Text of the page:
Happenings in national real estate

It is quite easy to get caught up in local real estate market happenings and be oblivious to developments in other markets throughout Canada. 

This is especially true this year because Winnipeg’s MLS® market is on fire — a property could potentially receive 25 offers. And, nearly half of all residential-detached listings sold over-asking price in May with another 11 per cent achieving full price offers.

June is continuing the torrid pace with MLS® sales in excess of 700 in only two weeks and dollar volume eclipsing $100 million, a level more commonly associated with an entire month of market activity. Over one-third of the total inventory in June has turned over while sales-to-new listings are at 80 per cent even though listings are coming on the market in greater quantities than last year.

Canada Mortgage and Housing Corporation, our national housing agency,  certainly provides a good source of information about the state of Canada’s housing on its website www.cmhc.ca. It includes free, as well as, special market reports for a subscription fee.

If you go to this site, you will find half way down the home page, the 2004 Canadian Housing Observer, which examines current housing market forces, trends and issues. The report begins by stressing how important housing is to people, to communities, to the environment and the economy. 

A home is often the single largest investment of one’s lifetime and is seen by many Canadians as a source of wealth, especially as they plan for retirement. The report tells us home equity accounted for 36 per cent of homeowner household average net worth in 1999. On a macro-scale, housing is a major force in the economy with huge spin-offs in terms of jobs and economic output.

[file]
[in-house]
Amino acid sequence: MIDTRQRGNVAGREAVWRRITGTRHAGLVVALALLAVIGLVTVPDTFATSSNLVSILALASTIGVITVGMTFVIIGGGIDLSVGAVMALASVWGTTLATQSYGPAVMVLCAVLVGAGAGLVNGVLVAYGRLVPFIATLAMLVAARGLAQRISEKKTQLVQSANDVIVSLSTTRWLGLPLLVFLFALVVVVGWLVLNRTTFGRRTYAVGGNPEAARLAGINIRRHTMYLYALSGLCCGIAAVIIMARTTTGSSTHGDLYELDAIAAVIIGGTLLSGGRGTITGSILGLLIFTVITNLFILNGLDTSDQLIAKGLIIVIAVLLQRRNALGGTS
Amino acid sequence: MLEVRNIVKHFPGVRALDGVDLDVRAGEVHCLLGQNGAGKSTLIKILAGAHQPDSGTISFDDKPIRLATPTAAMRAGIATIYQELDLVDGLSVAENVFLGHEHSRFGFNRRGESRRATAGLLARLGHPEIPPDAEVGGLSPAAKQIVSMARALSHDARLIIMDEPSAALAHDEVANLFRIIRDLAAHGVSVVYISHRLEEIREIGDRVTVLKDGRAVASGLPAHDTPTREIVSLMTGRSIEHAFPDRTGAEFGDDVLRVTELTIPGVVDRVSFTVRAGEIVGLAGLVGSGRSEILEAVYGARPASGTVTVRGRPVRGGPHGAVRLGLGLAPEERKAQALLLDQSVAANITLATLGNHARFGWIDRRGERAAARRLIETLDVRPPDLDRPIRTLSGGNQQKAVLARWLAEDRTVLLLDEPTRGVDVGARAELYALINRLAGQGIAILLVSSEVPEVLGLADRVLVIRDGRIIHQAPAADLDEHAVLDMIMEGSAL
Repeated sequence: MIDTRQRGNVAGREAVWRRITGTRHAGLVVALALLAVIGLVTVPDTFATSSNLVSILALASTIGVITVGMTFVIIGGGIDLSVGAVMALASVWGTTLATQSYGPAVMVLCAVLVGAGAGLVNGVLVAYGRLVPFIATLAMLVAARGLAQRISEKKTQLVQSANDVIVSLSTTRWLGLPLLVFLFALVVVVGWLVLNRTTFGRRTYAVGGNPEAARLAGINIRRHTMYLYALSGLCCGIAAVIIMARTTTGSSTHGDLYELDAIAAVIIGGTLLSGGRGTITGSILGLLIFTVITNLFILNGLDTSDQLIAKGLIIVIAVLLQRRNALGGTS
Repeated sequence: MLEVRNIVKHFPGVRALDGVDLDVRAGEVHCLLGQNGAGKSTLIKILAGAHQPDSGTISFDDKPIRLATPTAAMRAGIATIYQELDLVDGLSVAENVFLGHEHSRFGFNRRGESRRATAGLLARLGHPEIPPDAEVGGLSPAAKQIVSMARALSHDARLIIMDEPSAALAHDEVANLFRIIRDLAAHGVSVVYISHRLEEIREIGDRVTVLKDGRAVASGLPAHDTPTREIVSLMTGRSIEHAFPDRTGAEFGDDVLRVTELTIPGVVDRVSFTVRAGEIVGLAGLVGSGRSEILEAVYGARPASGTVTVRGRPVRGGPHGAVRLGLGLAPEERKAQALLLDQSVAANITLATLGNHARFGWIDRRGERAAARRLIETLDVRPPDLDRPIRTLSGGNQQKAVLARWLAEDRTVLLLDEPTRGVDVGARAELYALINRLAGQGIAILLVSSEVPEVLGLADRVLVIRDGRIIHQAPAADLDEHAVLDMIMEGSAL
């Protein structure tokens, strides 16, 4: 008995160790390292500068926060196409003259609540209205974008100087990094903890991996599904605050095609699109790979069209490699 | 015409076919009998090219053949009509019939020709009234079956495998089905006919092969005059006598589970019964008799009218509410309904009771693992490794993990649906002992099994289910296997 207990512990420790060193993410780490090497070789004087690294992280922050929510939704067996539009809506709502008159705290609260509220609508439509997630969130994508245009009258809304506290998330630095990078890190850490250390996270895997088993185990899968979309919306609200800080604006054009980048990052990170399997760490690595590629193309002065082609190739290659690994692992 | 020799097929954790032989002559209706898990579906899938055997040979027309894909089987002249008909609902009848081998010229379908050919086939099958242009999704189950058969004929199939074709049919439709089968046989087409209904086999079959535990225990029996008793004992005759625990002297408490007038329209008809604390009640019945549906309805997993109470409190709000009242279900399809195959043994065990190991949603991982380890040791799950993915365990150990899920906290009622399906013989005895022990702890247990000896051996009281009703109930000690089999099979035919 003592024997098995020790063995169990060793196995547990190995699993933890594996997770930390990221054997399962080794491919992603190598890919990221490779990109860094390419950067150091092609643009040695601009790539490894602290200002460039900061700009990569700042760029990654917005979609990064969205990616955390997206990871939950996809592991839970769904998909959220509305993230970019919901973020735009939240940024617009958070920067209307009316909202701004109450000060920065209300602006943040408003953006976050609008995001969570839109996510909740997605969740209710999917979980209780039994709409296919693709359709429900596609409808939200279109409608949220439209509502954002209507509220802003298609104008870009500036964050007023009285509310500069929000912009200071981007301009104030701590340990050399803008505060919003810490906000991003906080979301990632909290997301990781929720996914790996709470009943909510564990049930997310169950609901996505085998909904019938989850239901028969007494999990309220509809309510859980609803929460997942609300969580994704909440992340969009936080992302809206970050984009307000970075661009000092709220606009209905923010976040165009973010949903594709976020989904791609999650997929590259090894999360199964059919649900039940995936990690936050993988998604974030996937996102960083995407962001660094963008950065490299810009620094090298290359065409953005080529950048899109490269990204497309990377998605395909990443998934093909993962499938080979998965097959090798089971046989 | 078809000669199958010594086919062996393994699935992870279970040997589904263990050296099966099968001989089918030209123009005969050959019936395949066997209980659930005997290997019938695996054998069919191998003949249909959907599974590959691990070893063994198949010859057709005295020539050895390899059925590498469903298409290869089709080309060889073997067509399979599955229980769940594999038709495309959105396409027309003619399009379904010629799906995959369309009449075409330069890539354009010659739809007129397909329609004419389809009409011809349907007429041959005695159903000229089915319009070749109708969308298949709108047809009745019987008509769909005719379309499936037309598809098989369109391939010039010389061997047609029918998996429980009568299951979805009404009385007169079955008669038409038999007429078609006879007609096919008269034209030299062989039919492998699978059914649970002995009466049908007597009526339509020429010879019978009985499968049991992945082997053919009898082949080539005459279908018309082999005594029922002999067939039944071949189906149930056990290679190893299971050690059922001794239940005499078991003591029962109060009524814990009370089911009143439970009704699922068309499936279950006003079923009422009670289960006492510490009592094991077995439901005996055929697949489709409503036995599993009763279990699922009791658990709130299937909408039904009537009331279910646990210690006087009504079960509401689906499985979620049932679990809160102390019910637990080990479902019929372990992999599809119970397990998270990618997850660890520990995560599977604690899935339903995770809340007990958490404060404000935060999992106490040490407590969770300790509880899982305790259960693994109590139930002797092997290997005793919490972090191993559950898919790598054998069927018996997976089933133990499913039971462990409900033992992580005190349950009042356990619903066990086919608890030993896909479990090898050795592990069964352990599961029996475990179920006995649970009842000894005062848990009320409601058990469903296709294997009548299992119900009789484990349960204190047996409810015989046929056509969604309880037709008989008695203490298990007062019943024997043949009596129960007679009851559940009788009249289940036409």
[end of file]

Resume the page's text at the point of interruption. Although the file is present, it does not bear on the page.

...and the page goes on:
The report documents record sales activity through the Canadian Real Estate Association’s MLS®. There were 439,000 dwellings changing hands in 2003 with an average MLS® price increase of just under 10 per cent. The report notes the highest ever average MLS® resale home price attained at $216,000. Fast forward to the present and a recent CREA press release indicates an average of $269,127 to buy a resale home in May, the highest level ever.

Spending on residential investment and home repairs contributed $73.3 billion to the Canadian economy in 2002, with new construction and related cost accounting for 45 per cent of this total. These numbers have likely increased for 2004 given the record level resale and construction/renovation activity. Locally, should anyone be surprised that Home Depot is confident in going ahead with construction of its fifth store in Winnipeg?

The average vacancy rate for rental housing in Canada’s largest urban centres increased from 1.7 per cent to 2.2 per cent in 2003. It still varies considerably with St. John at 5.2 per cent and Quebec City at 0.5 per cent. Winnipeg was at 1.3 per cent in 2003. The fact vacancy rates went up meant the average monthly rent for a two-bedroom apartment only rose 1.1 per cent from 2002 and was well below the 3.6 per cent increase recorded the year earlier.